Last updated: August 06. 2014 11:33PM - 239 Views
By Anthony Weber

Anthony Weber | Troy Daily NewsGolf pros Hale Irwin, left, and Frank Lickliter II conduct a clinic during the Troy Bicentennial Golf Classic Monday at Troy Country Club.
Anthony Weber | Troy Daily NewsGolf pros Hale Irwin, left, and Frank Lickliter II conduct a clinic during the Troy Bicentennial Golf Classic Monday at Troy Country Club.
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By David Fong

Regional Sports Content Manager

TROY — For Gareth Johnston, it was a fitting reward for a job well done.

Or, in her case, 25 jobs well done.

“This is like icing on the cake for me,” Johnston said Monday, just before teeing off in the Troy Bicentennial Golf Classic Monday at the Troy Country Club. “I was a bundle of nerves all weekend. But now I feel like I can settle down and enjoy this.”

Sunday, Johnston captured her 25th Troy Country Club championship, a mark that puts her amongst the nation’s leaders in country club championships. The next day, she had the opportunity — along with a number of area pros and amateurs — to play alongside three-time U.S. Open champion Hale Irwin and two-time PGA tour winner Frank Lickliter.

Monday’s event was the second golf exhibition celebrating Troy’s history. Fifty years ago, grand slam (U.S. Open, Masters, British Open, PGA) champion Gary Player and 1964 PGA champion Bobby Nichols were at Miami Shores for the city’s sesquicentennial. They played 18 holes with Miami Shores pro Dixie Rutherford and Troy CC pro Jim Geram.

Irwin and Lickliter played alongside Troy Country Club pro Kyle Courtright and Piqua CC pro Mark Robart, along with perennial Troy Country Club champions Johnston and Michael Walker.

Others who played in the event included Piqua club members Doug Eakin and Jeff Schaffner, along with Ryan Groff from Miami Shores, Caroline Elsass-Smith from the Troy High School girls’ team, past Troy CC president and two-time club champion Brad Nimer and Bob Cooley, director of golf and head coach for more than 25 years at Ohio University.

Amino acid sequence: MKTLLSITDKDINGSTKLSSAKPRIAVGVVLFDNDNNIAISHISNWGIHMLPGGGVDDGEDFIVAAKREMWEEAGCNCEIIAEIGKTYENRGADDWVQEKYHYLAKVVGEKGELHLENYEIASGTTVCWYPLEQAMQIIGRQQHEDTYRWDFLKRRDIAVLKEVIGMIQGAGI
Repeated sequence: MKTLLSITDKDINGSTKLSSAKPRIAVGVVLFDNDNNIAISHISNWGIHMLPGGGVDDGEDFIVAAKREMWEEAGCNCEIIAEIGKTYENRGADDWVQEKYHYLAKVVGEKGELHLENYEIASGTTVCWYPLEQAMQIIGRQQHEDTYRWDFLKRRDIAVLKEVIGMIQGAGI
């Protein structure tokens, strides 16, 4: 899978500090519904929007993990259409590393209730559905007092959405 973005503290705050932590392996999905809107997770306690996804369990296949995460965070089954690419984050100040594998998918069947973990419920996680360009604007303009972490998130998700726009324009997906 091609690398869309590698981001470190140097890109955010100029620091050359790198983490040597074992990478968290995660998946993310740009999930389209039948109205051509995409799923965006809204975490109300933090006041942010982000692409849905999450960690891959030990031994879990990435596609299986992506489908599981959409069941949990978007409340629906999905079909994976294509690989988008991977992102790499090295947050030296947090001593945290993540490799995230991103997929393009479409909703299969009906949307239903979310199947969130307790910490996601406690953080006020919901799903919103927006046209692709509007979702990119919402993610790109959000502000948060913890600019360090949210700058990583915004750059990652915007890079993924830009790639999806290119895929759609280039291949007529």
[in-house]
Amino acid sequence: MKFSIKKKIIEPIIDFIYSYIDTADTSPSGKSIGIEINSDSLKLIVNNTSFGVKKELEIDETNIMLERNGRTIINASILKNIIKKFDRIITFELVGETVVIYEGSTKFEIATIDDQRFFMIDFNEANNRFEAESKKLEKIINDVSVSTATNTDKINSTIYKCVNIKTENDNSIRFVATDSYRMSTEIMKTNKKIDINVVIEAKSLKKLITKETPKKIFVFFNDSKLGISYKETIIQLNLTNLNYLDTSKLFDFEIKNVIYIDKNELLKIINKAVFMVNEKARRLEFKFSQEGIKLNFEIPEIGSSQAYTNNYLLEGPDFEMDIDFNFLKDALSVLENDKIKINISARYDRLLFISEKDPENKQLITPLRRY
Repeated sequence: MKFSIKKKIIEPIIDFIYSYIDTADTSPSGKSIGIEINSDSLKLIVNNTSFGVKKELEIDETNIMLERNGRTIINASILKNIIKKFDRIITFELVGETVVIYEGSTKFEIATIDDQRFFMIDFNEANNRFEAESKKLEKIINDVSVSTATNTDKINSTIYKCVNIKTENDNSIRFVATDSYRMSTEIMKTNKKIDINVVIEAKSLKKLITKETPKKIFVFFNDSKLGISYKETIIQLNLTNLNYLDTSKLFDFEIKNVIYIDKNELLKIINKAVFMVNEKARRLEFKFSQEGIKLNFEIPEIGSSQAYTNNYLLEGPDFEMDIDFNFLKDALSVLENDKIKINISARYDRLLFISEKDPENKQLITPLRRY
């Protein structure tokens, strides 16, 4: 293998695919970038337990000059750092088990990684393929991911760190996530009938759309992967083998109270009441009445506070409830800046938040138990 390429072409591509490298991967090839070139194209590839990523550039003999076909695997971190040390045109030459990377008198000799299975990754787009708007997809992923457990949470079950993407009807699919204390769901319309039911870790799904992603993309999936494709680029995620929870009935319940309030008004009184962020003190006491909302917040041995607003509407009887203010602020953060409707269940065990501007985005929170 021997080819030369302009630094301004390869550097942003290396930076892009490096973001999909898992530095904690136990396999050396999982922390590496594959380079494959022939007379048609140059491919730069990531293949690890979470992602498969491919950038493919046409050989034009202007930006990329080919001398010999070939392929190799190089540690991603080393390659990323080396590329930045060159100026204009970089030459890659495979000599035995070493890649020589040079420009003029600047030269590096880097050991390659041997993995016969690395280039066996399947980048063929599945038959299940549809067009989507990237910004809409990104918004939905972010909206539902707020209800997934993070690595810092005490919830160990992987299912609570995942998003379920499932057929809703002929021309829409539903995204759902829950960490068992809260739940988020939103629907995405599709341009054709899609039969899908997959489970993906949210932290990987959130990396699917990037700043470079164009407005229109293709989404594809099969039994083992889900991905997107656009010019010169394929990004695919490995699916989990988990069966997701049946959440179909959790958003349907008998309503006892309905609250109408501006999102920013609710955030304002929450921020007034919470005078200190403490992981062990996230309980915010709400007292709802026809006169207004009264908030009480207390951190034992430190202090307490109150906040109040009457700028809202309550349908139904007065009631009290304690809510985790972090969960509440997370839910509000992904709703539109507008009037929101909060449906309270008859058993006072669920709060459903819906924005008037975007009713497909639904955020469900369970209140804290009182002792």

“This is the opportunity of a lifetime,” Walker said. “There’s always some nerves when you get started, but after the first couple of holes, you usually settle down. It’s quite an honor to have (Irwin and Lickliter) in town and have the opportunity to play with them.”

Both Irwin and Lickliter have local ties. Irwin’s daughter married former Troy resident Tim Meyer, a 1987 Troy High School graduate. Lickliter, a Franklin native, played collegiately at Wright State University and played against Walker — a Troy High School and Ohio University graduate — several times in college.

Monday was not the first time Lickliter had played at the Troy Country Club. The club hosted the Wright State Invitational while Lickliter still was playing for the Raiders.

“I played here about 25 years ago — today I’m going to play it all from memory,” Lickliter said with a laugh. “Michael and I did play against one another in college, probably eight or 10 times. I’m looking forward to it. It should be a fun event. It’s a great course they’ve got here.”

Proceeds from the event will go to Hospice of Miami County.

“It doesn’t matter what your status is, you always like to give back,” Irwin said. “Monday events like this are an opportunity for all of us to give back in some way to those in the community who have given our sport the grass-roots support. Hospice is a particularly good charity to give back to. Hospice worked with my dad before he passed away.”

Contact David Fong at dfong@civitasmedia.com; follow him on Twitter @thefong

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